And Sarah is delightful — just why did I never meet girls like her when I did locums? — but there is no mention of Mary Morston.
I’ve now looked at all three episodes on DVD, as well as the pilot and the ‘other features’. Yes, research can be hard.
But, there is a major omission. She has made no appearance, there has been no mention of her name. Why not? True, she did defeat Sherlock on one occasion, but he did get her photograph as a souvenir. Actually, that eejit, the King of Bohemia gave it to him. As a woman of mystery, intrigue, she could be an ideal foil. And she was so very, very clever. Yet she’s not there. Sherlock did like opera, and did go from time to time; she was an opera singer, a contralto. In Prague she was the prima donna. Originally in the National Theatre, though the Opera is a wonderful, gilded palace — yes, of course I’ve been to the opera there. But no appearances, no references, not even the hint of a suggestion. What are they thinking of?
And where is her photograph? It was one of Sherlock’s most treasured possessions, on display for all to see. What are screenwriters, the literary agents, the producers playing at? Can we expect her to appear in the next series? I don’t care so much about any consulting criminologist — Moriarty — but I do expect some reference to her.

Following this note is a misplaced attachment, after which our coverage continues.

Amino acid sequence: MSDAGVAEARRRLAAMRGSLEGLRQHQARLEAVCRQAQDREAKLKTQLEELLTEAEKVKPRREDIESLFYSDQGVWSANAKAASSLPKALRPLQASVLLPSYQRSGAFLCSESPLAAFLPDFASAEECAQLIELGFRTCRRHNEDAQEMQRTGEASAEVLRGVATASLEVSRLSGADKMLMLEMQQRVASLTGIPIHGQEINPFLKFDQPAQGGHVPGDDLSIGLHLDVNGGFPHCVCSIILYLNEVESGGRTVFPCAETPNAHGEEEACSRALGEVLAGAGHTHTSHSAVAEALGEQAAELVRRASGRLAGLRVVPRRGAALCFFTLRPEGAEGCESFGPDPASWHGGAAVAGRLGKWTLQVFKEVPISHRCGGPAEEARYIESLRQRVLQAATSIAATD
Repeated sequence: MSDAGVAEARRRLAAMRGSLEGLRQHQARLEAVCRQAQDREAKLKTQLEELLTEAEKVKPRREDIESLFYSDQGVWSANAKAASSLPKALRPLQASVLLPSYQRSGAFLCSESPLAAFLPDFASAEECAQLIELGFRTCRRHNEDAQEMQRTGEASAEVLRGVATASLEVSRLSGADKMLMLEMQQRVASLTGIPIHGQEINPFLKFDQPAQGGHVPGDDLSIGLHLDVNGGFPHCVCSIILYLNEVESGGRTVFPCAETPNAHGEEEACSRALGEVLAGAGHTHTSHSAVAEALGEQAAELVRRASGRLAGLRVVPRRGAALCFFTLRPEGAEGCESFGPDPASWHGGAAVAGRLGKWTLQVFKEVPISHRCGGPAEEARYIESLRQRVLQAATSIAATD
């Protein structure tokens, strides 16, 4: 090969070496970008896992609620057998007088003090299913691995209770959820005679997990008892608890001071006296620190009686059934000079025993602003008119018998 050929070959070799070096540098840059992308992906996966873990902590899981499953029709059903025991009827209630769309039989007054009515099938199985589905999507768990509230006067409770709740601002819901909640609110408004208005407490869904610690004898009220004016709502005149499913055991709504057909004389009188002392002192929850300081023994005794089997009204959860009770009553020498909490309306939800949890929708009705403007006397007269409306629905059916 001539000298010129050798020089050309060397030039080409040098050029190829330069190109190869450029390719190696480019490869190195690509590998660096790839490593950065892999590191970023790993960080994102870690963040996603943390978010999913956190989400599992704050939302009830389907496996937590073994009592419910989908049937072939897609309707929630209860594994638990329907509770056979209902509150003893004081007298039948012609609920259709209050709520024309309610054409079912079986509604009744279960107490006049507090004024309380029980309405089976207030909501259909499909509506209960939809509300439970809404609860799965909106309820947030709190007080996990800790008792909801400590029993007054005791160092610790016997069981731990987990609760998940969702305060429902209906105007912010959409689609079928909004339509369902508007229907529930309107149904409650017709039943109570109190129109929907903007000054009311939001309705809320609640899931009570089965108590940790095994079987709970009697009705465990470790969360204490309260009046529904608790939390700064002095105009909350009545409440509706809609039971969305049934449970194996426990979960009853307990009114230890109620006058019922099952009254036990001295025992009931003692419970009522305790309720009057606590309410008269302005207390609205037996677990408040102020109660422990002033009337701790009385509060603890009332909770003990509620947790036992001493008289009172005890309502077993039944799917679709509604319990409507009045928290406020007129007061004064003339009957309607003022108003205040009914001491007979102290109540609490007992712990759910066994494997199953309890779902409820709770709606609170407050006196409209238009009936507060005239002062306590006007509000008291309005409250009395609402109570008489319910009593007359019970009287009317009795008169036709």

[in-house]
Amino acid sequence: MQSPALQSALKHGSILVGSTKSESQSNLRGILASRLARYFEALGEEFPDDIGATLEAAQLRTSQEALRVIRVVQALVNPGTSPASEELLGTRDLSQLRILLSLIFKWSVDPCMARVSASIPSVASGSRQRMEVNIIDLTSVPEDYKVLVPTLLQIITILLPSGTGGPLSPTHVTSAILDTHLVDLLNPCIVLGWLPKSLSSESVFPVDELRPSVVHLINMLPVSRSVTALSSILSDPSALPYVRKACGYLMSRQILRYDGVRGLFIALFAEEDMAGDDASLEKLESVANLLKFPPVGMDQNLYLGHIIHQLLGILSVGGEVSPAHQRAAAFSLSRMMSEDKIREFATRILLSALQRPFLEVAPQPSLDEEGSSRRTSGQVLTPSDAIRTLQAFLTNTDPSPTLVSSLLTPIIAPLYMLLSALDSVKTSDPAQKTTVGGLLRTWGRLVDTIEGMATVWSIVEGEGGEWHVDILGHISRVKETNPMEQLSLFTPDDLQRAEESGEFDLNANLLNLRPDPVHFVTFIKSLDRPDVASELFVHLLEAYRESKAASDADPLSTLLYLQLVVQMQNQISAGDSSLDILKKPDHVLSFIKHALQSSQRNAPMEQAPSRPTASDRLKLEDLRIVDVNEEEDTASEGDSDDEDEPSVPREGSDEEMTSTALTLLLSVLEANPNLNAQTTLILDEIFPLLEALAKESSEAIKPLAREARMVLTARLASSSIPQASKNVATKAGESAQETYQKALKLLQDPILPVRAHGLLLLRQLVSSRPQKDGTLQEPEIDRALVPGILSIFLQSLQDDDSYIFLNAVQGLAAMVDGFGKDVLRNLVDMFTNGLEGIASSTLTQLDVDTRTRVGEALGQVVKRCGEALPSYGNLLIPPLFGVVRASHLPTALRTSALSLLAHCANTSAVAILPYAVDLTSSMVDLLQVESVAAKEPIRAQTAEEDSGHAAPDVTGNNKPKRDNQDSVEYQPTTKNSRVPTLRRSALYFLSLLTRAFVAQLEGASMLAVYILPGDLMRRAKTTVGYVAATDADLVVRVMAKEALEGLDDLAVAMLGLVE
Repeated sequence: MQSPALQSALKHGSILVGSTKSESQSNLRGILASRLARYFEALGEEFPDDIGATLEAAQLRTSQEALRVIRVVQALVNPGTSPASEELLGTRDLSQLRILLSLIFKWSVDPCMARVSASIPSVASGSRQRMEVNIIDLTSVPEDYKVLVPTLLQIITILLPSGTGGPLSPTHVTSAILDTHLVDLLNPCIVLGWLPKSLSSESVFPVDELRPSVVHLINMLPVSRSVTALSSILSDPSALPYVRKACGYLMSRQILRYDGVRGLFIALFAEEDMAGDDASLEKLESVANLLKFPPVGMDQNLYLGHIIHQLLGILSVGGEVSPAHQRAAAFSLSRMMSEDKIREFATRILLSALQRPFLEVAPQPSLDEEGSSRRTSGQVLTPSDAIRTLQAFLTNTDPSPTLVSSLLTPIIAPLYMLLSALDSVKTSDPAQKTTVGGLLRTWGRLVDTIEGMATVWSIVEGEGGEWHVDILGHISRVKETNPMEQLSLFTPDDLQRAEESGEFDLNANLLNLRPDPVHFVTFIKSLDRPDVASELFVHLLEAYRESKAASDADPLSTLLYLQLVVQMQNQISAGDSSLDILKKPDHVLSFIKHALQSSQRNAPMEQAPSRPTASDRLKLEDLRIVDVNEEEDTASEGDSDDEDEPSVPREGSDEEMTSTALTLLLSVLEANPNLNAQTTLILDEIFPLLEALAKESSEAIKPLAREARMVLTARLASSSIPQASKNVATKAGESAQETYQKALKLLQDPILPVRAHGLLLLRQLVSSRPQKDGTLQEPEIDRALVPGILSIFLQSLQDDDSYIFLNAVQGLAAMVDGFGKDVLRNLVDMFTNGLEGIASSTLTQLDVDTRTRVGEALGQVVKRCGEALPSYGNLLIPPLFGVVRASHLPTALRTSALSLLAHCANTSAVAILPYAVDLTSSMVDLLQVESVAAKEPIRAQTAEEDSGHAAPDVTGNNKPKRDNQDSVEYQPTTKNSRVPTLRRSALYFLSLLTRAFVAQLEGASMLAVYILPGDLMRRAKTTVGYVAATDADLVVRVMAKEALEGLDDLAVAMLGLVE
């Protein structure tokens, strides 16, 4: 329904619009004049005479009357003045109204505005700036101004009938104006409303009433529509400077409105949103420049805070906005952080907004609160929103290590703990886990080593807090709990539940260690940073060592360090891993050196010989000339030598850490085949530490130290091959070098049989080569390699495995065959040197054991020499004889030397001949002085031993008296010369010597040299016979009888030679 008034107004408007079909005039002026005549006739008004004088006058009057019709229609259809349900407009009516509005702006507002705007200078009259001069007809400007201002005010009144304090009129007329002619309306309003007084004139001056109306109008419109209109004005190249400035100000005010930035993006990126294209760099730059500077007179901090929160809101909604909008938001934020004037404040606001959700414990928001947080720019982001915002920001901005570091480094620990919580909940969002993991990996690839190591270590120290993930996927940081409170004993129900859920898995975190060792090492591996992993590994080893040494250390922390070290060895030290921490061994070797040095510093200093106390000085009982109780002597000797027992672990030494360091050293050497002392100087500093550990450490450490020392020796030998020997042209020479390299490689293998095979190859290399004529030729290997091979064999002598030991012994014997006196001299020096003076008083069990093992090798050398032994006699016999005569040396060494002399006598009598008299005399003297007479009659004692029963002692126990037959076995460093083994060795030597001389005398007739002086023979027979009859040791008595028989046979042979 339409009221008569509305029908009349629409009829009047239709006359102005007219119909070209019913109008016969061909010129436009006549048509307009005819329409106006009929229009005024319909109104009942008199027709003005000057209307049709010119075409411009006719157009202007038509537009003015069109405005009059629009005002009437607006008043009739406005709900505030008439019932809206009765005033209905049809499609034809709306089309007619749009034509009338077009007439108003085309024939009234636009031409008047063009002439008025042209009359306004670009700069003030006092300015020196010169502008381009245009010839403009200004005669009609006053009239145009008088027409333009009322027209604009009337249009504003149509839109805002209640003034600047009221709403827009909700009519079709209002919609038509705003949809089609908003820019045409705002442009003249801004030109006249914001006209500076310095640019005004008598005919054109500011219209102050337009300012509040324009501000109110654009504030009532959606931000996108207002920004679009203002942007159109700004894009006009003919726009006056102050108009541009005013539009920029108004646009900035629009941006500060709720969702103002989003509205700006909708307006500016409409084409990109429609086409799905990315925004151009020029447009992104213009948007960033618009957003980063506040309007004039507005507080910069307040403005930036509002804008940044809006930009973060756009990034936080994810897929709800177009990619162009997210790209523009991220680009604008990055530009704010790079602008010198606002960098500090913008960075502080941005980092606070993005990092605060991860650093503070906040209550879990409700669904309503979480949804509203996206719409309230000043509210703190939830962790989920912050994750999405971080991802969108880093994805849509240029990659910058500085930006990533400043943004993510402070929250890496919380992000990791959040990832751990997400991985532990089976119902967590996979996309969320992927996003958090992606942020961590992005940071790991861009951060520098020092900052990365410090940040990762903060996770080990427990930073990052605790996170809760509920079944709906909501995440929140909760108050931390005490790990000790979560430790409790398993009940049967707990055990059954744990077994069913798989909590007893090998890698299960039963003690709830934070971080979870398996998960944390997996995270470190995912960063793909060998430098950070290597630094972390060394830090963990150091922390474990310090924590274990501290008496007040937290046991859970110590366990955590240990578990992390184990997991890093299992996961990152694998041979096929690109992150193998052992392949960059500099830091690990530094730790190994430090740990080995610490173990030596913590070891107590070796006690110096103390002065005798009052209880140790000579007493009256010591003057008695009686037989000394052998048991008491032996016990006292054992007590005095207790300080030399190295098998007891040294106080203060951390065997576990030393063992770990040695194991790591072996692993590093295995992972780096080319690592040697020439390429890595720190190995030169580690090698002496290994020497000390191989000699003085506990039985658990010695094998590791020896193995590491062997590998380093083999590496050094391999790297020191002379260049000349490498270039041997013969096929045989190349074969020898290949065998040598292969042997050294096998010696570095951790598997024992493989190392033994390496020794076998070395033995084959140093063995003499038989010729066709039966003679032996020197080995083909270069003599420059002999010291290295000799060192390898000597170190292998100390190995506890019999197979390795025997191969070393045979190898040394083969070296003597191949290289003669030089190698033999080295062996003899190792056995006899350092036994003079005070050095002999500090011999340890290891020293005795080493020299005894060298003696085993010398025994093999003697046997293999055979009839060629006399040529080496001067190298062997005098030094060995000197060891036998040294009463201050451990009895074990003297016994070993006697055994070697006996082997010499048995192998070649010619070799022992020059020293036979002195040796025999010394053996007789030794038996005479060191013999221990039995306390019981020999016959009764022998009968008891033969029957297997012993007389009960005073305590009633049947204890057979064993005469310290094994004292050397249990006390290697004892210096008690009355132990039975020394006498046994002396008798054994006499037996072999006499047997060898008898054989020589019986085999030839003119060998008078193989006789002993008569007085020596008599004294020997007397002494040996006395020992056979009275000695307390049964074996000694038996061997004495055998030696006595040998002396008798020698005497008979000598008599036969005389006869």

And there’s more. I’ve been reading her side of the story, as narrated by Penelope (Nell) Huxleigh. Alas, this poor girl has been badly served by her American literary agent. Everyone knows that 221B is pronounced two-two-one-B, yet this Yankee keeps putting two-twenty-one-B into the mouths of the characters. No Englishman or woman would ever say it so. Oh dear. And a ‘pound note’? No! Only sovereigns! And never half-sovereigns! That’s far too mean.
Now, she may have been the ‘New Jersey Lily’, but there’s really no reason for this.
And, yes, she was always the woman. And always italicised.